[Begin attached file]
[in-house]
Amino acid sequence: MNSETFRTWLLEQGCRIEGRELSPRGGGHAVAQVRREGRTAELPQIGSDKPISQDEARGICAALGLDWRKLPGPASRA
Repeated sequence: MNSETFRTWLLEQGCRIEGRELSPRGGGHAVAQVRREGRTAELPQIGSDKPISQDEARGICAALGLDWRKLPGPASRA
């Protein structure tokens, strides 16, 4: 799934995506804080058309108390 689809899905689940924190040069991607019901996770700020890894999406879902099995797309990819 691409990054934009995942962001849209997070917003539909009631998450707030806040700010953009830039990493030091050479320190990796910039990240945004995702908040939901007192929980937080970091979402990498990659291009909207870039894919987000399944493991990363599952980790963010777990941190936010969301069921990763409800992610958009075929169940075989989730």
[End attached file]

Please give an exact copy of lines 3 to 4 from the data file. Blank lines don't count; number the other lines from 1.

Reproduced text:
Repeated sequence: MNSETFRTWLLEQGCRIEGRELSPRGGGHAVAQVRREGRTAELPQIGSDKPISQDEARGICAALGLDWRKLPGPASRA
């Protein structure tokens, strides 16, 4: 799934995506804080058309108390 689809899905689940924190040069991607019901996770700020890894999406879902099995797309990819 691409990054934009995942962001849209997070917003539909009631998450707030806040700010953009830039990493030091050479320190990796910039990240945004995702908040939901007192929980937080970091979402990498990659291009909207870039894919987000399944493991990363599952980790963010777990941190936010969301069921990763409800992610958009075929169940075989989730």